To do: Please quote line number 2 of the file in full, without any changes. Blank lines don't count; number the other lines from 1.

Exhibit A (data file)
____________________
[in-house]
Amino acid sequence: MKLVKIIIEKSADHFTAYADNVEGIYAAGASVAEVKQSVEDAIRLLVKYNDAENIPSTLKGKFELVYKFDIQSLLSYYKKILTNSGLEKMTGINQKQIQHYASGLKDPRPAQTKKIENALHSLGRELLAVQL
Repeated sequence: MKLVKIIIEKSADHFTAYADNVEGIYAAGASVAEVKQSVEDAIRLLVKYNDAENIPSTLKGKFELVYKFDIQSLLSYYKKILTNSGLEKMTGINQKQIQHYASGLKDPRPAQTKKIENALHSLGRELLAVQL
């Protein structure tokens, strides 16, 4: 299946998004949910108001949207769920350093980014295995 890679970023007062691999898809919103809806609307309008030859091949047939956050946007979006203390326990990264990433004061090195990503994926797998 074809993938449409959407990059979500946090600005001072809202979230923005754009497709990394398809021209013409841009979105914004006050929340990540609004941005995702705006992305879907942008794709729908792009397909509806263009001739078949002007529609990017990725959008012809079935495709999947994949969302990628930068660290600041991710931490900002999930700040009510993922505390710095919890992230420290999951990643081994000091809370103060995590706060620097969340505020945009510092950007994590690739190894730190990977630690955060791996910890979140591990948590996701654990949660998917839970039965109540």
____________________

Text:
Amino acid sequence: MKLVKIIIEKSADHFTAYADNVEGIYAAGASVAEVKQSVEDAIRLLVKYNDAENIPSTLKGKFELVYKFDIQSLLSYYKKILTNSGLEKMTGINQKQIQHYASGLKDPRPAQTKKIENALHSLGRELLAVQL